Frank Hereford (UVa)

Frank Hereford (UVa)

Infobox Person
name = Frank Loucks Hereford, Jr.

image_size = 175px
caption =
birth_name =
birth_date = birth date|1923|07|18
birth_place = Lake Charles, Louisiana, USA
death_date = death date|2004|09|21
death_place = Charlottesville, Virginia, USA
death_cause =
resting_place = University of Virginia Cemetery
resting_place_coordinates =
residence =
nationality = American
other_names =
known_for = President of the University of Virginia
education = Ph.D
alma_mater = University of Virginia
employer =
occupation = Educator
home_town =
title =
salary =
networth =
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weight =
term = 1974-1985
predecessor = Edgar F. Shannon, Jr.
successor = Robert M. O’Neil
party =
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website =
footnotes =

Frank Loucks Hereford, Jr. (born July 181923 in Lake Charles, Louisianacite book
title=Mr. Jefferson's University: A History
authorlink=Virginius Dabney
publisher=University of Virginia Press
] cite web |url= |title=Frank L. Hereford, Jr., Fifth President of the University of Virginia, Dies at Age 81|date=2004-09-23|accessdate=2008-04-21] – September 212004)cite news
title=Frank L. Hereford Jr.; Physicist, U-Va. President
work=Washington Post
] was the president of the University of Virginia from 1974–1985. He died in 2004 at the age of 81. Among the hallmarks of his presidency were a major capital campaign, which increased the University's endowment from $97 million to more than $250 million; and ending the traditional Easters Weekend party.cite journal
title= Hereford's half-century
journal=Inside UVA

Hereford attended the University of Virginia as an undergrad, where he wrote a sports column for "College Topics" (the precursor of the Cavalier Daily).Dabney, p. 244.] He received a B.A. in Physics in 1943, became a Physics fellow working under Jesse Beams in the years after the war, and received his Ph.D. from the University.Dabney, p. 264.] During the war years, he worked on research for the Manhattan Project with Dr. Beams, who called him "one of the best all around physicists with whom I have ever been associated."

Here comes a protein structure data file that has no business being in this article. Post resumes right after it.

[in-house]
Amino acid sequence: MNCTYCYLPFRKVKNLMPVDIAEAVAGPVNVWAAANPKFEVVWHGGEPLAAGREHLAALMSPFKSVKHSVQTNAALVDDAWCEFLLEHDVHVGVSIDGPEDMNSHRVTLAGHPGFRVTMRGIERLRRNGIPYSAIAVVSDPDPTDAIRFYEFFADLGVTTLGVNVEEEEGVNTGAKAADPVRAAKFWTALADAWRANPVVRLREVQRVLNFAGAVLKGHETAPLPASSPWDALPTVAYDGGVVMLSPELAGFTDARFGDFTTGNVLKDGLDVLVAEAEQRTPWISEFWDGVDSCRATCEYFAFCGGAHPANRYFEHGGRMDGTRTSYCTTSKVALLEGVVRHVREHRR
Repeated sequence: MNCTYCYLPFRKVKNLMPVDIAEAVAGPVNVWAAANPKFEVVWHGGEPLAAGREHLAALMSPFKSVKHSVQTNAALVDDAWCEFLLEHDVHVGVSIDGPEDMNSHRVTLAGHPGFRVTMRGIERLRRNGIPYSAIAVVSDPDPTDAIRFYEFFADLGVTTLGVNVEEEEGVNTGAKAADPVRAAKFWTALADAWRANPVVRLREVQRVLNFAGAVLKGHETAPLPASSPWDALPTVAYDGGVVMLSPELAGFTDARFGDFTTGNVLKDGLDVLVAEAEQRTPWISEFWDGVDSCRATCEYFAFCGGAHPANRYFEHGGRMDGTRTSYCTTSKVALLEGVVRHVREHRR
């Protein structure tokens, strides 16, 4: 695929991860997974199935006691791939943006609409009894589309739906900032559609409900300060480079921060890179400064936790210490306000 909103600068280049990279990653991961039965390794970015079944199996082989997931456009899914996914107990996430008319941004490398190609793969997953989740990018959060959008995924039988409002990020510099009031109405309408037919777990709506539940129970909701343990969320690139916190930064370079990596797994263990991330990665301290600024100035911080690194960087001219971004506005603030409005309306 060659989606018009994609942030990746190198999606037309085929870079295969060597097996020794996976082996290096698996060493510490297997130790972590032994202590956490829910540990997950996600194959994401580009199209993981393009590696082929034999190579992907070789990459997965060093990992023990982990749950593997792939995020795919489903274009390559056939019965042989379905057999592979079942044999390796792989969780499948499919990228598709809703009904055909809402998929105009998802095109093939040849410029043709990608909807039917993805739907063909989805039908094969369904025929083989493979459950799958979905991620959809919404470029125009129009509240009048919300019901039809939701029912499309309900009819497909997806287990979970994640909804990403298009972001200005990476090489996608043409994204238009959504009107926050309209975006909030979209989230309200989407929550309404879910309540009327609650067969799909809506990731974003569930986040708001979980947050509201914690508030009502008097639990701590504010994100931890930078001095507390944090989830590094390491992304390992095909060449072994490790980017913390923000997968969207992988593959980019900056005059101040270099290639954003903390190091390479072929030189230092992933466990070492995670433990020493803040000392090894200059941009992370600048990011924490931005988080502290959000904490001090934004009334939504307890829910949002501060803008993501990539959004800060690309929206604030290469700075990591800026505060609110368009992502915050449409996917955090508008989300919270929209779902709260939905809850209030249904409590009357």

He subsequently became a professor at the University, then became head of the Physics Department and Dean of the Graduate School of Arts and Sciences in 1962. He was appointed provost in 1966. Dabney, p. 431.] He was appointed Vice-President of the University (one of five newly created VP-level offices) in 1970, but resigned his posts of Vice-President and Dean to return to research in 1971.Dabney, p. 457.] He was elected president to succeed Edgar Shannon in 1973 and took office a year later on the condition that he only serve for ten years; he extended his term by one year to oversee the completion of the University's first capital campaign, which began in 1981.

At the University as an undergraduate, Hereford was a member of Omicron Delta Kappa, T.I.L.K.A., and the Alpha Tau Omega social fraternity, as well as the Raven Society and Phi Beta Kappa.Dabney, p. 595.] Upon his death, it was announced that Hereford had been a member of the Seven Society.citation
title=Community Remembers, Celebrates Hereford
newspaper=Cavalier Daily

He was also a member of the whites-only Farmington Country Club. Where his predecessor Edgar F. Shannon, Jr. had resigned from the club, Hereford stated that he preferred to remain and attempt to change the club from within.Dabney, p. 486.] His membership caused controversy at the University in 1976, resulting in one faculty resignation. [ [,9171,917976,00.html "Jeffersonian Dilemma", February 9, 1976, Time Magazine] ] The incident became the catalyst for social change at the University including the establishment of an Office of Minority Affairs.cite news |url= |title=Retrospective race relations |first=Kristin |last=Hawkins |date=2006-11-17 |work=The Cavalier Daily]

Hereford was a recipient of the Thomas Jefferson Award in 1966,Dabney, 601.] , and the Raven Award. The Hereford Residential College at UVA is named after him.


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